Now, she is in kindergarten and doing much better.  I have gotten one phone call this year so far, knock on wood! She was really upset about something and was having a hard time calming down.  Instead of having to go pick her up and take her home, I asked that the AP remove her from the class and let her sit in the office to see if she will calm down.  She sat in his office for about 30 minutes and then was able to go back to class and was great the rest of the day.  We constantly work on skills to help her calm down or what to do when she gets angry instead of throw a fit.  We try to be very consistent and make sure the boundaries are clear so that she knows what is acceptable and what is not.  We have seen lots of progress but this is still our biggest challenge with her.  Academically, she is learning to read and on level for her age.  She is very aware of everything and asks a million questions day in and day out.  If she doesn't understand something, she will ask "What does that mean?" with her cute, subtle Haitian accent. 

James was just young enough that he transitioned to school pretty easily.  I waited a little bit longer to put him in school and kept him home with me while I was at home on Family Leave.  I chose to do this because he was 10 months younger than Jovi and not as trusting or bonded as Jovi was.  I felt like he needed more "mommy time" to adjust and bond.  He is a very happy and easy going little boy.  He is a pleaser and for the most part does what he is asked to do.  The most challenging thing with him was teaching him to "be a good friend" and how to act socially.  At 4, he did not know how to play.  In Haiti, they had very few toys and what they did have were community toys.  If you wanted something, you had to go grab it out of another child's hands.  He had that mentality still and had to be re-trained, which took quite a while and is something we still struggle with.  It was also interesting that he didn't know how to play.  He had lots of toys but wouldn't touch them.  We soon realized that he didn't know what to do with them.  We would have to sit down with cars or dinosaurs and model how to pretend play.  He still is not a big fan of toys.  He will pick up anything he finds on the ground like a stick or rock or any random item he finds and have a ball with it.  You can take the boy out of Haiti but you can't take the Haiti out of the boy!!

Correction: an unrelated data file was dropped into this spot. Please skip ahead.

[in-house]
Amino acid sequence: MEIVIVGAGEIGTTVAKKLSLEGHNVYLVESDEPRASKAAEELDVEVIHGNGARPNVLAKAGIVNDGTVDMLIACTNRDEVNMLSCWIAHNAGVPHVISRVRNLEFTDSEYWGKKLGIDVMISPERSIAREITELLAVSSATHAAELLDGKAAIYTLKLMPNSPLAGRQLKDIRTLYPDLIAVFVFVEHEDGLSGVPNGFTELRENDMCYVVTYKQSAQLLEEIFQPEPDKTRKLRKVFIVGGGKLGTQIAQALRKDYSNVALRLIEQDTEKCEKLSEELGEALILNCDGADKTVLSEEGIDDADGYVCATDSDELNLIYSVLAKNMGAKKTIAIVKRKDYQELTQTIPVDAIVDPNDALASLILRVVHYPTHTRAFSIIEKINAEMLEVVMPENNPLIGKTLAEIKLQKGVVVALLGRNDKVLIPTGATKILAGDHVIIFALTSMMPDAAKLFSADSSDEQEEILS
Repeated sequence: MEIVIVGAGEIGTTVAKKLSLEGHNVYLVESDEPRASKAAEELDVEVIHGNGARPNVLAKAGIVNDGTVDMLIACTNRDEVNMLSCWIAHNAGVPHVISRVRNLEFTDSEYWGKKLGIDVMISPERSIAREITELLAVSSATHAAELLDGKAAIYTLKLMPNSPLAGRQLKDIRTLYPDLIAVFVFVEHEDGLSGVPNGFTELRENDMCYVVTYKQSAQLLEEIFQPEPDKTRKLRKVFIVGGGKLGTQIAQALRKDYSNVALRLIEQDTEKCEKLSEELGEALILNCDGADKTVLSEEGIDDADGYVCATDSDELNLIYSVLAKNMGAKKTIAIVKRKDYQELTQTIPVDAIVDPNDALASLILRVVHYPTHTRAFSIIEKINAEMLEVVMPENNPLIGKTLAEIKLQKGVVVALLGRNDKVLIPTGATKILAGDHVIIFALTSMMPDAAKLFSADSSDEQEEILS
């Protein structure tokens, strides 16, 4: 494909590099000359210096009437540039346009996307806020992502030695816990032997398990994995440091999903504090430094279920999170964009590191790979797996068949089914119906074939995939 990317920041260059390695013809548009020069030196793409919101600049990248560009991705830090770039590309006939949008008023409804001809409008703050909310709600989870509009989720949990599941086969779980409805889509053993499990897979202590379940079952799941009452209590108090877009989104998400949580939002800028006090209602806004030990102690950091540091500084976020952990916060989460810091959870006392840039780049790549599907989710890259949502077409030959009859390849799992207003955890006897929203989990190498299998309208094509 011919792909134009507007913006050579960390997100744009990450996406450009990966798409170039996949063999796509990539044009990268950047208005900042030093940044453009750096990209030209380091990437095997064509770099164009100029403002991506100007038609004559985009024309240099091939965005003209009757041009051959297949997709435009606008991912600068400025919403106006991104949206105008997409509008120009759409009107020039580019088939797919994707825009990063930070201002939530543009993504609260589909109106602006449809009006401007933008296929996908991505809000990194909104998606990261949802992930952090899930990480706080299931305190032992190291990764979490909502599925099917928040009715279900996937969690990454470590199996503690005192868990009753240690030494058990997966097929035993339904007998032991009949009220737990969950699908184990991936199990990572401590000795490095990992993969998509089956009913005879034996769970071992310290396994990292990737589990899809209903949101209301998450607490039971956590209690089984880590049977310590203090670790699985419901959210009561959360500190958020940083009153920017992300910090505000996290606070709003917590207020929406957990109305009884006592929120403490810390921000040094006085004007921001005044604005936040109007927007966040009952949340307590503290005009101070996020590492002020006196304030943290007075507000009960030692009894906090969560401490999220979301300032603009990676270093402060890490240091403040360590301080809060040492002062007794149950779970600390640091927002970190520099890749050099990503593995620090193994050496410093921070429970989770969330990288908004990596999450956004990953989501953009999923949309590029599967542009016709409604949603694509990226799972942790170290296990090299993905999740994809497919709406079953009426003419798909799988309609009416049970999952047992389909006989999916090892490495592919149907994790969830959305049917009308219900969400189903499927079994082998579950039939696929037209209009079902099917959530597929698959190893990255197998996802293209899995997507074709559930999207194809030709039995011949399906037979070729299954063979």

James is in Pre-K now, with the same teacher Jovi had last year.  This woman is a saint, I tell ya!  There are only 3 girls in his class and the rest all boys.  And Good Lord, they are an "active" bunch of boys!! Developmentally, I would say he is a good year behind the rest of his peers.  From what I have read, that is not uncommon for kids who lived in an orphanage.  He is 5 and a half and hasn't hit many of the "milestones" set for his age. He loves going to school, loves his teachers, loves his friends, but is not a huge fan of sitting down and learning... typical 5 year old boy, right?  That's what they tell us anyway!  He still has a pretty thick accent and is still acquiring a lot of vocabulary.  We are still working on social skills and how to play with friends nicely.  We are looking into maybe some play therapy to help him acquire some of these skills.  One thing we have learned during this whole process is that there are so many resources out there that may need to be utilized at some point or another.  We were so overwhelmed for the first year that I think we weren't sure what "normal" should look like or what behaviors were typical or not for adopted children.  Now we are in problem solving mode and kind of wish we would have utilized some of these resources sooner.  More on that later... 

All this to say, I think how you transition your child to school will have to be based on your child and what they are comfortable with.  I don't think there is one right answer.  As I found with everything during this whole process, you can have a plan in your head of how it is going to go, but it may not work out that way.